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Merike Blofield

Associate Professor of Political Science, University of Miami
Chapter Member: Florida SSN
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Populism's Threat to Reproductive Rights – Lessons from Latin America

  • Christina Ewig

In the News

Opinion: "Female Presidents Don’t Always Help Women While in Office, Study in Latin America Finds," Merike Blofield (with Christina Ewig and Jennifer M. Piscopo), The Conversation, March 8, 2018.
Opinion: "#YouToo? When the Predator is Your Partner," Merike Blofield (with Carmen Ddiana Deere), The Conversation, March 7, 2018.
Opinion: "Prospects for Reproductive Rights Dim with End of “Left-Turn”," Merike Blofield (with Christina Ewig), AULA Blog, January 18, 2018.


"Care Work and the Struggles of Care Workers in Latin America" Current Sociology (forthcoming).

Compares the working conditions and struggles of domestic workers and highlights the factors that explain different outcomes in terms of labour rights and protections across these countries.

"Pluralization of Families" in International Panel on Social Progress: Rethinking Society for the 21st Century (Cambridge University Press, forthcoming).

Asks how societies can support conditions for the twenty-first century that allow families to flourish, and at the same time promote individual agency, equality, and dignity. Provides a broad context for discussing families, then focuses on relations within families. The discussion is divided into four sections: relations between partners; adult–child relations; aging family members; and other adults. Finally, provides policy recommendations.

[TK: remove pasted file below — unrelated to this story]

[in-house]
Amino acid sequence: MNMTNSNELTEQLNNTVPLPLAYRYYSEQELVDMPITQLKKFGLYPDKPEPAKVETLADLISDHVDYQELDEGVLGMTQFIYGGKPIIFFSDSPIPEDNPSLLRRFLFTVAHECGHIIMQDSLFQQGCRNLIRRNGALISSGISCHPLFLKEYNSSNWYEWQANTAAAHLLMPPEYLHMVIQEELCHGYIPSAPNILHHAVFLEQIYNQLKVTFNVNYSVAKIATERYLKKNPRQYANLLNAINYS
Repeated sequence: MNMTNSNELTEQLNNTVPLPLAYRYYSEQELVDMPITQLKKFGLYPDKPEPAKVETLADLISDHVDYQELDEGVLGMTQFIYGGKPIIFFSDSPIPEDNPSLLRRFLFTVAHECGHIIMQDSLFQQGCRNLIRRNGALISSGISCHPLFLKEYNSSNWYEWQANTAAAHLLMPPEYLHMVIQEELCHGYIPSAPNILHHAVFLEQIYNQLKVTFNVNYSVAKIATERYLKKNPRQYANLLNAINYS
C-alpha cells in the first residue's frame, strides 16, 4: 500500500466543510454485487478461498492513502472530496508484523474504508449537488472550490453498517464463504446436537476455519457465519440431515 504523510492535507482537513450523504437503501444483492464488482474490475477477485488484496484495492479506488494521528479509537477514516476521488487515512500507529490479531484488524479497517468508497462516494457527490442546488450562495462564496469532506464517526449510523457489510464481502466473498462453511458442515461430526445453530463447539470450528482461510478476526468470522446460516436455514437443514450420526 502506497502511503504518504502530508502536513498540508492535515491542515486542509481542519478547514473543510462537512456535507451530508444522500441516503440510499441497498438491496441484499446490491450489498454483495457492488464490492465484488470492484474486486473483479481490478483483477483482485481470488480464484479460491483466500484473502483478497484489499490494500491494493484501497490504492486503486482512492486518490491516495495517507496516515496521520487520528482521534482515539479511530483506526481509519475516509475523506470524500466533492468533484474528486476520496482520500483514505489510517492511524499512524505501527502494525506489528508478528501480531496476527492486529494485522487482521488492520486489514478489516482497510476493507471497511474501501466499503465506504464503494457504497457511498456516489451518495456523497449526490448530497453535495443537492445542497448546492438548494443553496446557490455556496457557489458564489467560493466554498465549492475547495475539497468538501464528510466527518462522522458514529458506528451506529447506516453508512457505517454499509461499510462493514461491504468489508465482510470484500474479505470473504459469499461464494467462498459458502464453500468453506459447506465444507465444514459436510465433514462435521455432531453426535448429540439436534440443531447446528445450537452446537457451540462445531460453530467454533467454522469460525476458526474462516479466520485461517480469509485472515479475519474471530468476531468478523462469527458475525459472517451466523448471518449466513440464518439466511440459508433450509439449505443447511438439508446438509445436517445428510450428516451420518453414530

"The Left Turn and Abortion Politics in Latin America" (with Christina Ewig). Social Politics: International Studies in Gender, State & Society 24, no. 4 (2017): 481-510.

Asks why some left governments in Latin America sought to liberalize access to abortion, while others sought to prohibit it. Shows that type of left matters, with the institutionalized lefts of countries like Chile and Uruguay being more likely to pursue liberalization while populist lefts in countries such as Nicaragua and Ecuador have prevented, or even reversed liberalization efforts.

"The Reactive Left: Gender Equality and the Latin American Pink Tide" (with Christina Ewig and Jennifer M. Piscopo). Social Politics: International Studies in Gender, State & Society 24, no. 4 (2017): 345-369.

Assesses the effects of Latin America’s pink tide on gender equality in the region. Finds that left governments and left competition provide an opportunity for advancing gender equality. However, the dominant pattern during Latin America’s pink tide was one of a reactive left.

"Are Governments Catching Up? Work-Family Policy and Inequality in Latin America," (with Juliana Martínez Franzoni),

Examines progress on work-family policies (parental leaves and care services) in Latin America since the turn of the millennium.

, UN Progress of the World's Women, 2015.
"Care Work and Class: Domestic Workers’ Struggle for Equal Rights in Latin America" (Penn State University Press, 2012).

Examines how domestic workers’ mobilization, strategic alliances, and political windows of opportunity, mostly linked to left-wing executive and legislative allies, can lead to improved rights even in a region as unequal as Latin America. Blofield also examines the conditions that lead to better enforcement of rights.